2 The second major difference that I notice, is that in a tiny house, you practically live outside. One is intimate with the outdoors. A tiny house is too small to “contain” a whole life. I am always aware of the weather, the season, the time of day, the temperature, because I’m always out in it. I’ve wondered how often the average exterior door gets opened and closed on a house. I figure it’s far greater in our house. From first thing in the morning to moments before sleep, we are out and in that door. The wood’s outside, the water’s outside, the tools are outside – everything other than the basics is somewhere else, so we are constantly scampering out.
I like it. There is no way to get disconnected from time, season and place.
3 Small things are desirable. Everything is little. Space is at a premium. It’s the opposite of the wild west (unlimited promise of the frontier)- infinite expansion is not an option. Therefore, things that are compact, that cleverly use space efficiently, that have multiple uses, are valued and appreciated (smallness and efficiency are not always qualities that anyone cares about).
Then again, some things are valued out of proportion to the space they take up. We have two (!) manual typewriters in prime space.
4 Privacy. Considering we lived together for over a year in the tiny camper, the tiny house is luxuriously capacious. Still, it’s essentially one room. Smells, sounds, temperatures are all shared. Often this sucks to negotiate, but on the other hand, there’s no distance. We do things together, even unintentionally. We are always in earshot.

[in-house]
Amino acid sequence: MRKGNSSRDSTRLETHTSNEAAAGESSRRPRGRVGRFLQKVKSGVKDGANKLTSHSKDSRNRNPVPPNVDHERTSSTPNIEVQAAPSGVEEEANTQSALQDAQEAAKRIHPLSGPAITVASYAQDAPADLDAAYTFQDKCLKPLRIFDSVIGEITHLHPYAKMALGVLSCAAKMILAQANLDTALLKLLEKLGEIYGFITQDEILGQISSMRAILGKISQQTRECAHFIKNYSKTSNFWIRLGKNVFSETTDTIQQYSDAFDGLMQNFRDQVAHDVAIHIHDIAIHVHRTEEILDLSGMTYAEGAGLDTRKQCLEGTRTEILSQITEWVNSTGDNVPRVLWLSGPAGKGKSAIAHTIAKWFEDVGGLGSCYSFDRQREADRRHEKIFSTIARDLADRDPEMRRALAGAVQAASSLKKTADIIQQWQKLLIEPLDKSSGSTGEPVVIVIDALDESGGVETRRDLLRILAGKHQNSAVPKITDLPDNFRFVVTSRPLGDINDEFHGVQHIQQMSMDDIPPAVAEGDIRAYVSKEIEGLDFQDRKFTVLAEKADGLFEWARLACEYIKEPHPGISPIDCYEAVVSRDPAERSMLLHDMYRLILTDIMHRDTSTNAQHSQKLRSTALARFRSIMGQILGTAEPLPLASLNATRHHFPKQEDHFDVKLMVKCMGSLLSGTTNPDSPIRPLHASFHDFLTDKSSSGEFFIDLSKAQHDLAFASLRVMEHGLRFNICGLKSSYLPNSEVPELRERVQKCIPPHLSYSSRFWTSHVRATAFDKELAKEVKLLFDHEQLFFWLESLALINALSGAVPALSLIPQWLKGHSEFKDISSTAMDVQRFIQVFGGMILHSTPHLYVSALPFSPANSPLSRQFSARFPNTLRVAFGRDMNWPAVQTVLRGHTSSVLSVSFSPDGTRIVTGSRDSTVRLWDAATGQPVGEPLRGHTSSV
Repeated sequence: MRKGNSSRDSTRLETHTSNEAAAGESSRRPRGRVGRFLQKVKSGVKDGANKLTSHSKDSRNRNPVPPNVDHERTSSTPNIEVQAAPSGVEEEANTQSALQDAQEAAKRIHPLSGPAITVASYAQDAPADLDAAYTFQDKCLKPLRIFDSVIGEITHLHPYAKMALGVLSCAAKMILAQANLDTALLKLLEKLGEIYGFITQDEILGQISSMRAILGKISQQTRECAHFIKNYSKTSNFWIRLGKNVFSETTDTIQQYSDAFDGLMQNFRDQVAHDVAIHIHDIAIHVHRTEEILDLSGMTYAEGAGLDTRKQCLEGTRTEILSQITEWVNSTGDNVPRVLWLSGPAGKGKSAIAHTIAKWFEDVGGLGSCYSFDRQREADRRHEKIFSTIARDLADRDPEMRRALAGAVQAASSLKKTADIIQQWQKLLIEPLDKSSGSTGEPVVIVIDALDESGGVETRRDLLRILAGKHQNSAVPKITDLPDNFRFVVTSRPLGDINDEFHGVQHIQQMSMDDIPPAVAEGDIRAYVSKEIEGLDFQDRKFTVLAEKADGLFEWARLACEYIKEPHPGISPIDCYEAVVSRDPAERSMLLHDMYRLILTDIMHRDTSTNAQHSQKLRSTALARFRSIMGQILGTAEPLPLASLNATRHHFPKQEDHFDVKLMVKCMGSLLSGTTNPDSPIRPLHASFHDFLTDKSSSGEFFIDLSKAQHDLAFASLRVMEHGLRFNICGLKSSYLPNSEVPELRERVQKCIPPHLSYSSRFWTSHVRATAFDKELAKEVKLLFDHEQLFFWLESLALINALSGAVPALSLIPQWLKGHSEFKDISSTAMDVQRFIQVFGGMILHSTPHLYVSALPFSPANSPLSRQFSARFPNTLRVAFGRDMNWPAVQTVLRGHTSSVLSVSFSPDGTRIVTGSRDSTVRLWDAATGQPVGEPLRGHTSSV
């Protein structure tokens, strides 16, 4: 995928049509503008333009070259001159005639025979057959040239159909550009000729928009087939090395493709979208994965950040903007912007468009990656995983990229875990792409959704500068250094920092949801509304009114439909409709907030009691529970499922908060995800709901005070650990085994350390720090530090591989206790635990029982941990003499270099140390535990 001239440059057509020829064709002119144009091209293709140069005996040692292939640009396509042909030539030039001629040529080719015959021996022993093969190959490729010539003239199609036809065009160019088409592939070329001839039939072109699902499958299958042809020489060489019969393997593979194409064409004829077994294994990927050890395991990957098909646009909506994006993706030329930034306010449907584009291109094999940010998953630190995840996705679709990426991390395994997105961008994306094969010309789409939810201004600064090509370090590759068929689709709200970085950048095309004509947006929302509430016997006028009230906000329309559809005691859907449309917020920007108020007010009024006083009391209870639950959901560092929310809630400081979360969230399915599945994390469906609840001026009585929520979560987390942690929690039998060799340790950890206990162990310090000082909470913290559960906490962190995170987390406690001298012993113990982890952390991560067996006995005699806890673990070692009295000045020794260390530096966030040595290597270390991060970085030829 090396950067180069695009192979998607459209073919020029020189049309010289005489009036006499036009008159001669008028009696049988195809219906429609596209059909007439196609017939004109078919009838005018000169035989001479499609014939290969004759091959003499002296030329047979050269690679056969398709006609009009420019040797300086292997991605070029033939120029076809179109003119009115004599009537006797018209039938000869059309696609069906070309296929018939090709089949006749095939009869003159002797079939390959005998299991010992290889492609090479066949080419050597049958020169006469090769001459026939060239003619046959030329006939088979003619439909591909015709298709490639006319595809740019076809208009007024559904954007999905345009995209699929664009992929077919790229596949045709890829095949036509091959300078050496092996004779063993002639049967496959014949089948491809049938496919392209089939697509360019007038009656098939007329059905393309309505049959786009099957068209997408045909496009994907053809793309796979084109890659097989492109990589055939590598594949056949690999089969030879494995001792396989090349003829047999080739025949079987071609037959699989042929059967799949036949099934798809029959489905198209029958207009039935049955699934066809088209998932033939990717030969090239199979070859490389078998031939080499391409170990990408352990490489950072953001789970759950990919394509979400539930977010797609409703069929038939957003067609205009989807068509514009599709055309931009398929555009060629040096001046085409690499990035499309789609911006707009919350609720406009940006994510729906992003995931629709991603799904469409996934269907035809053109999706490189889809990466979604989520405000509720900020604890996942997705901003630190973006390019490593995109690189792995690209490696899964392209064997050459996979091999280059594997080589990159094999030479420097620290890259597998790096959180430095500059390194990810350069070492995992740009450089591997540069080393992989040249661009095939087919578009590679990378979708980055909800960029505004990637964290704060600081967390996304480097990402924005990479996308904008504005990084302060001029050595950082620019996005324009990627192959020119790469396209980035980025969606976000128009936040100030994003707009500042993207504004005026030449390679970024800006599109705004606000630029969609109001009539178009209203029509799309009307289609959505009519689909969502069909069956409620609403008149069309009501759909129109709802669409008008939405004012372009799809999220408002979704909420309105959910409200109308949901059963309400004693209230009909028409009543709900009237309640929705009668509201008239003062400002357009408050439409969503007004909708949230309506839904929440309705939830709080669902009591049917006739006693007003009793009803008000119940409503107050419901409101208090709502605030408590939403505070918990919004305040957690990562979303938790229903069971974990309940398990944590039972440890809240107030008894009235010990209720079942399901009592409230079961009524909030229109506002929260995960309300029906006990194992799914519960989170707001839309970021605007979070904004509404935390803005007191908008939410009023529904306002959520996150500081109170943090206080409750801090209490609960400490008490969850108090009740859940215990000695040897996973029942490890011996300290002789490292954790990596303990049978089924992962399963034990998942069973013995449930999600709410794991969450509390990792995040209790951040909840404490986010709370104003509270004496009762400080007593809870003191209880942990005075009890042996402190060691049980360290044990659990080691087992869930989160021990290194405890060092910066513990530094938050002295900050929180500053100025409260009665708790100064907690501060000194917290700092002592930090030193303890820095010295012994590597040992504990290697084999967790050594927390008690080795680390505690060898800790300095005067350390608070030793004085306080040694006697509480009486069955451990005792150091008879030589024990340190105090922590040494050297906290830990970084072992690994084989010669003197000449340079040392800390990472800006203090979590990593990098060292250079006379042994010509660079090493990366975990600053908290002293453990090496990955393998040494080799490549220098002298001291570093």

5 Oh yeah, money. Much, much, much, absurdly, cheaper. Even with a ridiculous amount of insulation and eleven windows, our tiny house cost less than $5000. It could have been even cheaper, but I didn’t ferret out the rock bottom price on every single thing. Commonly, a pre-built tiny house can run a lot more, but they can also be really fancy, with Scandinavian everything and sneakily hidden washing machines. Like everything, there’s a spectrum. We are nearer the primitive end of this one. No plumbing. No laundry.
Similar to the off-grid life, tiny house life costs the currency of energy and time. Much less money to build, or to pay for, or pay the mortgage on, but there are non-monetary costs. More time paying attention to stuff, moving it around…
One big thing about a tiny house is that it does not absorb “mess”, at all. If you have a long marble countertop and at one end you have a pile of bills spread out that you were sorting, there is still the impression of “clean”, because it’s mostly clean, except for that pile, which is obviously temporary – a work station. In a tiny house, one pile of bills, or a project spread out, or a batch of canning – any workstation takes up the whole counter, maybe the whole room, and no matter how temporary it might be, it gives the impression of MESS! All surfaces are covered therefore everything is a mess! A cataclysmic mess can happen as easy as bringing in the groceries etcetera from a town trip. On the flip side, it can tidy up in about ten minutes. A thorough, comprehensive total house cleaning, vacuuming included, is a two hour job.
As everyone knows, the world is filling up. Some people still do have “unlimited space”, some do with exceedingly little. Tiny house means a mindset that’s the opposite of sprawl. If there isn’t enough room for anything and everything, then you have to bring the energy and time of attention to choosing what to bring in and keep; you have to be conscious.